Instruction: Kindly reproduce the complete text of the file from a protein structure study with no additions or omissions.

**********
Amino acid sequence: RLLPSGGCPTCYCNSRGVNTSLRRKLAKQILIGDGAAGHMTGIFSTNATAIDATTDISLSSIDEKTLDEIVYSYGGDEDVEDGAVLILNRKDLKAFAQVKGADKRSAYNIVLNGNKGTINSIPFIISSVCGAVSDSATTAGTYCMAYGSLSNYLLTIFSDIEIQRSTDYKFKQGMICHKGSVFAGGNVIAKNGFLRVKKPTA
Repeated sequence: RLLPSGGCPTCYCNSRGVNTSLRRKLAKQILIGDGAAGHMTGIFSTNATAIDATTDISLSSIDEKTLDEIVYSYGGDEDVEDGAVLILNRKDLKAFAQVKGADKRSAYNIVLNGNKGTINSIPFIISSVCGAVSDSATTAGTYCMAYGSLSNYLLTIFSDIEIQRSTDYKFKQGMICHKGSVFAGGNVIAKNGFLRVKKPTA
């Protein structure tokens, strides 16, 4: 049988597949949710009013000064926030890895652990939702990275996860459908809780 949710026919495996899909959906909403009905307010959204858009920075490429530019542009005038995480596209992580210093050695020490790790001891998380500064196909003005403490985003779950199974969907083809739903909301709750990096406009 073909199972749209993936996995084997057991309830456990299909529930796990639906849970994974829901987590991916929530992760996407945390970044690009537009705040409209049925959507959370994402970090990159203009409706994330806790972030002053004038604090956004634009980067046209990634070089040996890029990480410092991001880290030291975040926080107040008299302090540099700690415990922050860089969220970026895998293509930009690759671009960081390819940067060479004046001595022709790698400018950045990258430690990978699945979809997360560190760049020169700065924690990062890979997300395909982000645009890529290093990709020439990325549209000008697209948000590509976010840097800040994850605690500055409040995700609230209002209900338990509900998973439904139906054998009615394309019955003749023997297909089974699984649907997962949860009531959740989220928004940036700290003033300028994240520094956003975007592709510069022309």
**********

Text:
Amino acid sequence: RLLPSGGCPTCYCNSRGVNTSLRRKLAKQILIGDGAAGHMTGIFSTNATAIDATTDISLSSIDEKTLDEIVYSYGGDEDVEDGAVLILNRKDLKAFAQVKGADKRSAYNIVLNGNKGTINSIPFIISSVCGAVSDSATTAGTYCMAYGSLSNYLLTIFSDIEIQRSTDYKFKQGMICHKGSVFAGGNVIAKNGFLRVKKPTA
Repeated sequence: RLLPSGGCPTCYCNSRGVNTSLRRKLAKQILIGDGAAGHMTGIFSTNATAIDATTDISLSSIDEKTLDEIVYSYGGDEDVEDGAVLILNRKDLKAFAQVKGADKRSAYNIVLNGNKGTINSIPFIISSVCGAVSDSATTAGTYCMAYGSLSNYLLTIFSDIEIQRSTDYKFKQGMICHKGSVFAGGNVIAKNGFLRVKKPTA
């Protein structure tokens, strides 16, 4: 049988597949949710009013000064926030890895652990939702990275996860459908809780 949710026919495996899909959906909403009905307010959204858009920075490429530019542009005038995480596209992580210093050695020490790790001891998380500064196909003005403490985003779950199974969907083809739903909301709750990096406009 073909199972749209993936996995084997057991309830456990299909529930796990639906849970994974829901987590991916929530992760996407945390970044690009537009705040409209049925959507959370994402970090990159203009409706994330806790972030002053004038604090956004634009980067046209990634070089040996890029990480410092991001880290030291975040926080107040008299302090540099700690415990922050860089969220970026895998293509930009690759671009960081390819940067060479004046001595022709790698400018950045990258430690990978699945979809997360560190760049020169700065924690990062890979997300395909982000645009890529290093990709020439990325549209000008697209948000590509976010840097800040994850605690500055409040995700609230209002209900338990509900998973439904139906054998009615394309019955003749023997297909089974699984649907997962949860009531959740989220928004940036700290003033300028994240520094956003975007592709510069022309």